Probably the only thing the girls will remember about last night is that they heard fireworks in the street. The rockets went off just as we got out of the car, arriving home from the library. "Fiya-wuks," said Jules as she clutched a new library book in her hand. "Wow," said Sydney.
We tried to keep Sydney awake last night to watch part of Obama's speech, but the lingering effects of daylight savings time wore her down, and she fell fast asleep.
Not that she would have known what it was about anyway. We don't talk politics with her; she doesn't know what or who the President is; she knows about elephants and donkeys, and that's where her knowledge of civics ends.
Someday she'll understand why this election was historically important, but she'll understand it in a completely different way than I do. And quite honestly, as someone who has endured only minor prejudices, and certainly not on any life-changing level, my understanding is limited as well.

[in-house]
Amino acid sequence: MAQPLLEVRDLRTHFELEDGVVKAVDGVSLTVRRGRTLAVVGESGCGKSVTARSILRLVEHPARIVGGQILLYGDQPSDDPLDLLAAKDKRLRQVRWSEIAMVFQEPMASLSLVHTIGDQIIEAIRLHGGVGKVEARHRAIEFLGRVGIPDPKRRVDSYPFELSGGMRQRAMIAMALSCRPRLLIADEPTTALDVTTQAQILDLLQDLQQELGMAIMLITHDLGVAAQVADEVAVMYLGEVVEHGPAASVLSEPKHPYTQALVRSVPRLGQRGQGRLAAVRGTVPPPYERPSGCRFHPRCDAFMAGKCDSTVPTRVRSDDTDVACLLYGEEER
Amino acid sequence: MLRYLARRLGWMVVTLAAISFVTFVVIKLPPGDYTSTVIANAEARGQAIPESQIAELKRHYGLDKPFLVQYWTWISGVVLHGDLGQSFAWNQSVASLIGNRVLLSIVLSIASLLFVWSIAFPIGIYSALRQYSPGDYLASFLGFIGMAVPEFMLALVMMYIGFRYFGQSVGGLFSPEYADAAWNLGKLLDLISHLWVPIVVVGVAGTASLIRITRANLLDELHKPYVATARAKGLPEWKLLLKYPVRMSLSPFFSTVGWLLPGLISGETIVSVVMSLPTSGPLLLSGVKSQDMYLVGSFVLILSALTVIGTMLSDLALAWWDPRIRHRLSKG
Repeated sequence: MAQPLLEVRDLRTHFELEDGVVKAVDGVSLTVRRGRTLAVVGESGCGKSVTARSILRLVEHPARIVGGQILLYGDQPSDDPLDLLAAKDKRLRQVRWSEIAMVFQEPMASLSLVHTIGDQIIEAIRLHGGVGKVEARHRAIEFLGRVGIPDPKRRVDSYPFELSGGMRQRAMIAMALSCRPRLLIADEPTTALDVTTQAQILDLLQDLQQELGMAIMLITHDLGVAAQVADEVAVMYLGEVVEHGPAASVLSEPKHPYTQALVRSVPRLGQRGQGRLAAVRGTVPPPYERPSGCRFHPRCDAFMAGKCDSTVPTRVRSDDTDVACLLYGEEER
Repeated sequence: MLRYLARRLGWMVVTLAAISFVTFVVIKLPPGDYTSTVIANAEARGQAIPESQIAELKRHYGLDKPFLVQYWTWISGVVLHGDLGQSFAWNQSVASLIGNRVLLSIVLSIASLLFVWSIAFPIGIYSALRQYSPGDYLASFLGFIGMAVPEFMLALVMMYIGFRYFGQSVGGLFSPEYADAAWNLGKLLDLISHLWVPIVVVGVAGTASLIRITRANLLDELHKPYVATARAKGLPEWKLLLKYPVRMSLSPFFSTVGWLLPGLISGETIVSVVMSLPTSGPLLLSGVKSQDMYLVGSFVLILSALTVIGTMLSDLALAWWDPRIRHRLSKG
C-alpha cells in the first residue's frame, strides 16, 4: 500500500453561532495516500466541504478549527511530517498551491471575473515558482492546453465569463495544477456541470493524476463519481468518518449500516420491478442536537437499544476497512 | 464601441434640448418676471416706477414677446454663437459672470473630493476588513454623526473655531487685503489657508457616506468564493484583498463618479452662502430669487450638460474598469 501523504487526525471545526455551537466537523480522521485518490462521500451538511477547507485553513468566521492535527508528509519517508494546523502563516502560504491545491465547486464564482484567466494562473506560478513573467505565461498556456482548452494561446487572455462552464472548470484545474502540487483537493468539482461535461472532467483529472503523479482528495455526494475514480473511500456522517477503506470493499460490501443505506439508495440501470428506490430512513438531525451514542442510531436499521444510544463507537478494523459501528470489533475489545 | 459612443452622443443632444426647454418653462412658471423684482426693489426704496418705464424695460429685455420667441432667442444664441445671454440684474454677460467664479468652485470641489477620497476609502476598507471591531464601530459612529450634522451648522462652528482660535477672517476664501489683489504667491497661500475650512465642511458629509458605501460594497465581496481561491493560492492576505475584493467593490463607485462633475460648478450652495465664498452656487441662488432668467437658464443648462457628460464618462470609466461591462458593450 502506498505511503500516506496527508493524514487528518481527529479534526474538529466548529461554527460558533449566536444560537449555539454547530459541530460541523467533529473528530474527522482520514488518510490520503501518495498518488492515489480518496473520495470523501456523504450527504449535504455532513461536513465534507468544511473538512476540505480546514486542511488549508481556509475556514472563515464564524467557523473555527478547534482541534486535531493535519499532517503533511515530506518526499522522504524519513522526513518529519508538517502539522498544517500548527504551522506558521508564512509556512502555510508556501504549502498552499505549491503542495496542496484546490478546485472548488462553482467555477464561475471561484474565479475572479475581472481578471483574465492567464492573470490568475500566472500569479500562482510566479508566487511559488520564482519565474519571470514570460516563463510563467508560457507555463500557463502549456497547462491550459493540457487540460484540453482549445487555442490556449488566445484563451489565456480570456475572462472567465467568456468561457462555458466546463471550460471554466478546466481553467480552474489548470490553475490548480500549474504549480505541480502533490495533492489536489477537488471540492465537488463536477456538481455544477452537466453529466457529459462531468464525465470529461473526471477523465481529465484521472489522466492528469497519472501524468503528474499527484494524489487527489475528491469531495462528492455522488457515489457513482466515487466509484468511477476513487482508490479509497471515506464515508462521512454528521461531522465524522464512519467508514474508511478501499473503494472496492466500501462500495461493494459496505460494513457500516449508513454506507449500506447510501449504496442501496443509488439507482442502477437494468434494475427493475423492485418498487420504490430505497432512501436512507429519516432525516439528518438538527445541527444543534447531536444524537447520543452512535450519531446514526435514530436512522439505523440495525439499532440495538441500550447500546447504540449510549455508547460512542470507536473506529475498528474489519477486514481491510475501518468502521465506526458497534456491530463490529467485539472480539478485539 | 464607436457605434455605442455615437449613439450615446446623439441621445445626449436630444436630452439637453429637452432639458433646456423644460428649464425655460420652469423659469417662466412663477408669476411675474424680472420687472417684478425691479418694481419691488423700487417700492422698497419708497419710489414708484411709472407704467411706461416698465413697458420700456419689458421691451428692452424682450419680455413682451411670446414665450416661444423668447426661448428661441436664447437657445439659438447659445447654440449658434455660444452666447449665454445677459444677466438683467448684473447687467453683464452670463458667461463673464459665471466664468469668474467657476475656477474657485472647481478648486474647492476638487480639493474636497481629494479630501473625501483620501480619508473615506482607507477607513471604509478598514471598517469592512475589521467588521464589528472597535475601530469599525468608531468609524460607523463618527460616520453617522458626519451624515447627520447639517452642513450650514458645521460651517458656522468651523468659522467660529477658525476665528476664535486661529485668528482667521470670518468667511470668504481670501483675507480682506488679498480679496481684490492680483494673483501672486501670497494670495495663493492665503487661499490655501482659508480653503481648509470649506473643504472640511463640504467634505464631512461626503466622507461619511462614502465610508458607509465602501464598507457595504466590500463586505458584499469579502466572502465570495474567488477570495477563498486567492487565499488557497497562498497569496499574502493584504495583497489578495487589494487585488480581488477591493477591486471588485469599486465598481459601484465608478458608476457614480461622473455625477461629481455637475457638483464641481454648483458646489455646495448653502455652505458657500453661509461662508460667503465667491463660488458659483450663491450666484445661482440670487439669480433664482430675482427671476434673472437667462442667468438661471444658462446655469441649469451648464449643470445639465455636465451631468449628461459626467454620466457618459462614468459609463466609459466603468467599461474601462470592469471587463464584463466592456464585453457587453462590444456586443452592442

What I do understand is that a generation ago, we were a nation even more divided than we are now. A generation ago, what happened last night would have been impossible. I was proud to be an American last night, even though it wasn't one of my votes that propelled Obama to victory. My eyes welled up as I thought how emotionally poignant the moment must be for him, and how his grandmother didn't live to see it. That is a bittersweet ending indeed.
Obama has a tough road ahead of him, as would anyone who steps into the role of President in January. Nevertheless, he got this far, and I'm hopeful for the change he'll bring. I know I won't agree with everything he does, or all the policies he creates, but I'm still thrilled to live in a country that will soon have its very first black President.
That is nothing short of amazing.